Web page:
Is price premium worth the added cost for producers?

By JOHN SCHMITZ

For the Capital Press

Pasturing chickens can add a cash premium to eggs and broiler sales. But is the extra expense worth it?

It appears so, but the extra bucks can be minuscule for small producers.

"Return (on pastured birds) is at least double that of commercial birds," said Oregon State University Extension poultry specialist Jim Hermes. "(For broilers,) they're generally as high as $3 to $4 range (direct market retail) on a per-pound basis, where commercial birds are probably closer to $1.20, $1.30."

Eggs from pastured layers bring the producer as much as $4 a dozen when sold directly to consumers, compared to $1.50.

That said, raising pastured chickens is more costly, too -- two to three times more than in commercial operations, Hermes said. Producers make a little bit more, but most pasture farms are small operations, and the total added income is not that large.

"As long as (the operation) is part of a diversified farm, it can make a pretty good impact," Hermes said.

There's a big difference between free-range poultry and pastured poultry, he said.

To qualify for free-range status, which only requires birds be "given access" to the outdoors, all a producer has to do is cut a door in his chicken house.

Pastured poultry must live entirely outdoors and have access to fresh pasture at all times.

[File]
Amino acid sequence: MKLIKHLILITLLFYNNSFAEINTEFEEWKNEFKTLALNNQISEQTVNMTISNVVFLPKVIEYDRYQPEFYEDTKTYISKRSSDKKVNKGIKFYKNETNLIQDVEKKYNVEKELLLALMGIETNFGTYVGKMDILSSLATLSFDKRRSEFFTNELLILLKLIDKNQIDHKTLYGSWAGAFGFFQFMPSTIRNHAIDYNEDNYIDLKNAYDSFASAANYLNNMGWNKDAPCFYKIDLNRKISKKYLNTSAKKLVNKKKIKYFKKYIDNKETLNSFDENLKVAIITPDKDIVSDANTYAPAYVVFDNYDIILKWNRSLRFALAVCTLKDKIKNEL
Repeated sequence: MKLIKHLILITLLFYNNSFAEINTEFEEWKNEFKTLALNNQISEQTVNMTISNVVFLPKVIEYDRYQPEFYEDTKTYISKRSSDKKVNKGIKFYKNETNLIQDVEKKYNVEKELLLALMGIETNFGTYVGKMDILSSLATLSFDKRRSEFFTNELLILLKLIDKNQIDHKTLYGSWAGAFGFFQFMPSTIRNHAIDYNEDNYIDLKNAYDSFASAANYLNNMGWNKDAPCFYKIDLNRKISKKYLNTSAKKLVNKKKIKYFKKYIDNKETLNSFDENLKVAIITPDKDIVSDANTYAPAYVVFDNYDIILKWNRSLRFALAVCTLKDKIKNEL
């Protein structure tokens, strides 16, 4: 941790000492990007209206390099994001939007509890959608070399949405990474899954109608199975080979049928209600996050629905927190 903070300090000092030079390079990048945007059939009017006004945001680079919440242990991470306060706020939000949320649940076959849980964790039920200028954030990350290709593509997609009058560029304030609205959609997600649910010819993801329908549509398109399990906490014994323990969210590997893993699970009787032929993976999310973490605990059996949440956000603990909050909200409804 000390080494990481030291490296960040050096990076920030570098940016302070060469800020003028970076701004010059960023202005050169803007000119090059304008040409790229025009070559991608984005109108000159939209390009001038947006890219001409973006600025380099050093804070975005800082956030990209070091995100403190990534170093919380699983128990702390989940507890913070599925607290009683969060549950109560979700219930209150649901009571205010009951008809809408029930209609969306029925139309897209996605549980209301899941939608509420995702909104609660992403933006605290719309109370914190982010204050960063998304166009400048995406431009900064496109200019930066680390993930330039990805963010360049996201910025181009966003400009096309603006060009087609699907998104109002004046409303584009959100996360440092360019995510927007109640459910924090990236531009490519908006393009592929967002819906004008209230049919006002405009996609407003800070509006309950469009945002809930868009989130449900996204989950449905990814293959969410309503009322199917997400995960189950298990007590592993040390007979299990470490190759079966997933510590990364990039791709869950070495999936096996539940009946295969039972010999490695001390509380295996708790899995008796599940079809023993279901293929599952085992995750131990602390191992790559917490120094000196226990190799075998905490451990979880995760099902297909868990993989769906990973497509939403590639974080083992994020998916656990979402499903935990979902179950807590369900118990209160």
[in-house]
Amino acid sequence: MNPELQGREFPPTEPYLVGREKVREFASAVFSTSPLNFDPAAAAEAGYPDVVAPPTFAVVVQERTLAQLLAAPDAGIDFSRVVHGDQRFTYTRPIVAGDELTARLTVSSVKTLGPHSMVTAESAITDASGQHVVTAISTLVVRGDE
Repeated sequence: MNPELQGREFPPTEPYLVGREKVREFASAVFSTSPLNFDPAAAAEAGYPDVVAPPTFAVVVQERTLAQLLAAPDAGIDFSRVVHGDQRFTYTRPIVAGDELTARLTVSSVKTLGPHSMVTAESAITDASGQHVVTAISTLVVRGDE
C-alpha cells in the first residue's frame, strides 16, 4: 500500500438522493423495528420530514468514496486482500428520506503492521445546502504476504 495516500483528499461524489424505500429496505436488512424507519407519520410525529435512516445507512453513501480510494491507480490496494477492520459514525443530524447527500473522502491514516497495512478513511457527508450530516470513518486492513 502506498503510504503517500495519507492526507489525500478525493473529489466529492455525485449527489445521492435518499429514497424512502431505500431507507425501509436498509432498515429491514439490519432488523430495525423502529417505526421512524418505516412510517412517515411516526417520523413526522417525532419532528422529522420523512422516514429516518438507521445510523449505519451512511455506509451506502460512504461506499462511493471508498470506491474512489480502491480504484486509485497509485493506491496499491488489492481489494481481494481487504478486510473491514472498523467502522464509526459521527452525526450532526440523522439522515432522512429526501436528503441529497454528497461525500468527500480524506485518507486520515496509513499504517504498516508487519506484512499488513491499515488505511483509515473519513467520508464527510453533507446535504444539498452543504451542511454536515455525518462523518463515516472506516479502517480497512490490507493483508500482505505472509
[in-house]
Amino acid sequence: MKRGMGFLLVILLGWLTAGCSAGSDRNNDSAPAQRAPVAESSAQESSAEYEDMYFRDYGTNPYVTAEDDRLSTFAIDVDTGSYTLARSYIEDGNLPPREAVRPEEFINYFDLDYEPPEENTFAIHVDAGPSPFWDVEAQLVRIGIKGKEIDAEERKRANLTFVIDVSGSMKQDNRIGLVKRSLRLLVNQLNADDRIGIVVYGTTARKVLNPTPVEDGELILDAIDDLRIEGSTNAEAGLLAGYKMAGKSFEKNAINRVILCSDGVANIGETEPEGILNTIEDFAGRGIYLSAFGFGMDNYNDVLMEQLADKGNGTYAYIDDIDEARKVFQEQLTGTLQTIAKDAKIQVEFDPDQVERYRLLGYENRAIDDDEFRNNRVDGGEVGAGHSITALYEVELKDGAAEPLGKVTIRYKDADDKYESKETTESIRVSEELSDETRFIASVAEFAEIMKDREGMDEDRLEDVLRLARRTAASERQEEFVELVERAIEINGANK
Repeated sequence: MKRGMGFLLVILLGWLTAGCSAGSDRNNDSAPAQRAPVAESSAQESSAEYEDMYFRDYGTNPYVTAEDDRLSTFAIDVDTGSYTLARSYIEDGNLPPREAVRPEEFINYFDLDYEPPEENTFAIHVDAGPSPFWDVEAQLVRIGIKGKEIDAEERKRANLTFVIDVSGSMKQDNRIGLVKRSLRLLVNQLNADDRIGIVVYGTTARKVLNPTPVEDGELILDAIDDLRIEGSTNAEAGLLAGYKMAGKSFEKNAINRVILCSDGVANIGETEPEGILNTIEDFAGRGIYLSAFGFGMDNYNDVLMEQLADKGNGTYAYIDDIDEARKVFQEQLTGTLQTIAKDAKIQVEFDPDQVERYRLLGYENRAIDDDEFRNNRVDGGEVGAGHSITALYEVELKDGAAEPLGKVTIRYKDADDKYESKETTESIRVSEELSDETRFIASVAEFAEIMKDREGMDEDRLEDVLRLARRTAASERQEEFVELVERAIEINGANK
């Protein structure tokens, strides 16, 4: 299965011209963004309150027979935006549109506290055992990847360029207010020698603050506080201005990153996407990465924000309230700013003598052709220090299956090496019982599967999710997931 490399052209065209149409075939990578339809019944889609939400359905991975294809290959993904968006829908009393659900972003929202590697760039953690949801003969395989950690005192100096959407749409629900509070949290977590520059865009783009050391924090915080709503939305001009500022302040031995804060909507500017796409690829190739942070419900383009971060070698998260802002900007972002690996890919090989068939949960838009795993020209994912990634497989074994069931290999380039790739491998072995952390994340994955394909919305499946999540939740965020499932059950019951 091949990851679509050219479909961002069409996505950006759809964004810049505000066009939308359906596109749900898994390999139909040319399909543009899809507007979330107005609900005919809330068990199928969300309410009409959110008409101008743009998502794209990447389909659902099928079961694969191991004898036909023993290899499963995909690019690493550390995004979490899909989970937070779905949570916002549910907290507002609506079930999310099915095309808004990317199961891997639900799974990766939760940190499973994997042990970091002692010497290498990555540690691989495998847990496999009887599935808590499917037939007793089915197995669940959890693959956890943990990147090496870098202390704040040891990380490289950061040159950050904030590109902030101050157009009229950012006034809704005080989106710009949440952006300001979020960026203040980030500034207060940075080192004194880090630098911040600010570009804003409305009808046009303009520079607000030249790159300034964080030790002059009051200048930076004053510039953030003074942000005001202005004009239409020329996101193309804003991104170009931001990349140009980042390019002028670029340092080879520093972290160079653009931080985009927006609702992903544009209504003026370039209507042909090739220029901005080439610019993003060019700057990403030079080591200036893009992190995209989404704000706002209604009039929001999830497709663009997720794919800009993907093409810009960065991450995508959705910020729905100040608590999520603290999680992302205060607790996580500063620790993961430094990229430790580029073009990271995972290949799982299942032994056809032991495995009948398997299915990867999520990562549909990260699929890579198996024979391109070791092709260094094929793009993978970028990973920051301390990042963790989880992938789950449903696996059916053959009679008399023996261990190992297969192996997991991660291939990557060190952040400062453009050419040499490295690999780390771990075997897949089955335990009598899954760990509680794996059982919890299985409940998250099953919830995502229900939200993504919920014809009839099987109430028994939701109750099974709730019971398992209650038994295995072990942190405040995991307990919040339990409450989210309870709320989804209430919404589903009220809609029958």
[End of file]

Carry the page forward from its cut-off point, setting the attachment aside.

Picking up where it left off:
Because their digestive systems are not meant to process cellulose, pastured chickens obtain very little nutrition from grasses and other forages, Hermes said. Instead, they dine on insects, worms and seeds. Supplemental feeding is required.

There are producers who intensively graze their birds using movable pens that move them from spot to spot on short-term rotations, but these are mainly farmers growing chickens for broilers, Hermes said.

If left in the same spot for long, chickens can be hard on pasture, Hermes said. Not only are their droppings very high in nitrogen, they also can do damage to vegetative root systems as they scratch around looking for food.

Since tall grass can encumber chickens, some producers run cattle ahead of the chickens, Hermes said. "The cattle will knock the grass down to an inch or two."

While insects and seeds could provide all the chicken's nutritional needs if it were foraging in the wild, pasturing is another matter, especially during the summer and fall when non-irrigated pastures die back and insects and seed are hard to find.

When it comes to seeds, weed seeds provide more nutrition, Hermes said. "They tend to be a little hardier than grasses." Many operators actually plant weeds with large seed heads.

Organic chicken feed costs roughly twice as much as conventional feed.

There are disadvantages to growing broilers on pasture, too, Hermes said. "They tend to grow slower, mainly because of cooler temperatures that divert nutrients in feed from meat production to heat energy production." Pastured birds overall also tend to have "a little bit higher mortality," because they come in contact with more disease organisms, fluctuating temperatures and predators.

Hermes said that small independent grocery stores are the best customers for pastured eggs.

To sell eggs wholesale, producers need an egg handler's permit from ODA. Farmers' markets are considered a form of direct sales and no permits are required.

Hermes said that pastured poultry is the fastest growing organic commodity, especially since chicks do not have to be produced by certified organic parents. "Chicks have to be organic from day two of age."

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